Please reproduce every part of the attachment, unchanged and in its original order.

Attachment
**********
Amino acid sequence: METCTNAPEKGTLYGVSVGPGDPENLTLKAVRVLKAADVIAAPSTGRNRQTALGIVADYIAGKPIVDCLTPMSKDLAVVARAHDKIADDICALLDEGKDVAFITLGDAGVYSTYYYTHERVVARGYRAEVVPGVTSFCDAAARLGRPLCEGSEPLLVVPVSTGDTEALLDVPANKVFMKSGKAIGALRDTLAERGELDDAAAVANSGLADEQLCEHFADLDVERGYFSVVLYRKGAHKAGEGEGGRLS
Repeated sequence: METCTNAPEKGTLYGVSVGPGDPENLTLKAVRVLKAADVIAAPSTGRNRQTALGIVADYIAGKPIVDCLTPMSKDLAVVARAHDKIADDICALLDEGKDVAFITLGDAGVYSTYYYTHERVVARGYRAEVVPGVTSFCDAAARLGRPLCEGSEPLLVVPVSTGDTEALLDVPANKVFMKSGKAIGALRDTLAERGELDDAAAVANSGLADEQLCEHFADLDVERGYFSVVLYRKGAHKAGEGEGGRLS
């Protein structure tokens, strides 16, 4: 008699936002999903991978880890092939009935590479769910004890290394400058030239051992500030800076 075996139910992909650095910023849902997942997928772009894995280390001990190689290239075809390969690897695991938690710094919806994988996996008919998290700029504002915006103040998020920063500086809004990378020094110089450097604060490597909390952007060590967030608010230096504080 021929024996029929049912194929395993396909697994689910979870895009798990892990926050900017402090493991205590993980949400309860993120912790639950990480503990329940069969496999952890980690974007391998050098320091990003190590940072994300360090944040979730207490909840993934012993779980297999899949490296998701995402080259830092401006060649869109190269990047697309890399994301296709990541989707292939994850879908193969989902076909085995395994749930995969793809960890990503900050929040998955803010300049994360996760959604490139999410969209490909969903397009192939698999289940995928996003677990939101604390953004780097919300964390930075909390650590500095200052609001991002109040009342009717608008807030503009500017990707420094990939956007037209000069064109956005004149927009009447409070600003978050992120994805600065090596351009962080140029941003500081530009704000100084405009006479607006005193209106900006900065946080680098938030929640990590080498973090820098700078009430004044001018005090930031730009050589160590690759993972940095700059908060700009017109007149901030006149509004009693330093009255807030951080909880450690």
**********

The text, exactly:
Amino acid sequence: METCTNAPEKGTLYGVSVGPGDPENLTLKAVRVLKAADVIAAPSTGRNRQTALGIVADYIAGKPIVDCLTPMSKDLAVVARAHDKIADDICALLDEGKDVAFITLGDAGVYSTYYYTHERVVARGYRAEVVPGVTSFCDAAARLGRPLCEGSEPLLVVPVSTGDTEALLDVPANKVFMKSGKAIGALRDTLAERGELDDAAAVANSGLADEQLCEHFADLDVERGYFSVVLYRKGAHKAGEGEGGRLS
Repeated sequence: METCTNAPEKGTLYGVSVGPGDPENLTLKAVRVLKAADVIAAPSTGRNRQTALGIVADYIAGKPIVDCLTPMSKDLAVVARAHDKIADDICALLDEGKDVAFITLGDAGVYSTYYYTHERVVARGYRAEVVPGVTSFCDAAARLGRPLCEGSEPLLVVPVSTGDTEALLDVPANKVFMKSGKAIGALRDTLAERGELDDAAAVANSGLADEQLCEHFADLDVERGYFSVVLYRKGAHKAGEGEGGRLS
């Protein structure tokens, strides 16, 4: 008699936002999903991978880890092939009935590479769910004890290394400058030239051992500030800076 075996139910992909650095910023849902997942997928772009894995280390001990190689290239075809390969690897695991938690710094919806994988996996008919998290700029504002915006103040998020920063500086809004990378020094110089450097604060490597909390952007060590967030608010230096504080 021929024996029929049912194929395993396909697994689910979870895009798990892990926050900017402090493991205590993980949400309860993120912790639950990480503990329940069969496999952890980690974007391998050098320091990003190590940072994300360090944040979730207490909840993934012993779980297999899949490296998701995402080259830092401006060649869109190269990047697309890399994301296709990541989707292939994850879908193969989902076909085995395994749930995969793809960890990503900050929040998955803010300049994360996760959604490139999410969209490909969903397009192939698999289940995928996003677990939101604390953004780097919300964390930075909390650590500095200052609001991002109040009342009717608008807030503009500017990707420094990939956007037209000069064109956005004149927009009447409070600003978050992120994805600065090596351009962080140029941003500081530009704000100084405009006479607006005193209106900006900065946080680098938030929640990590080498973090820098700078009430004044001018005090930031730009050589160590690759993972940095700059908060700009017109007149901030006149509004009693330093009255807030951080909880450690």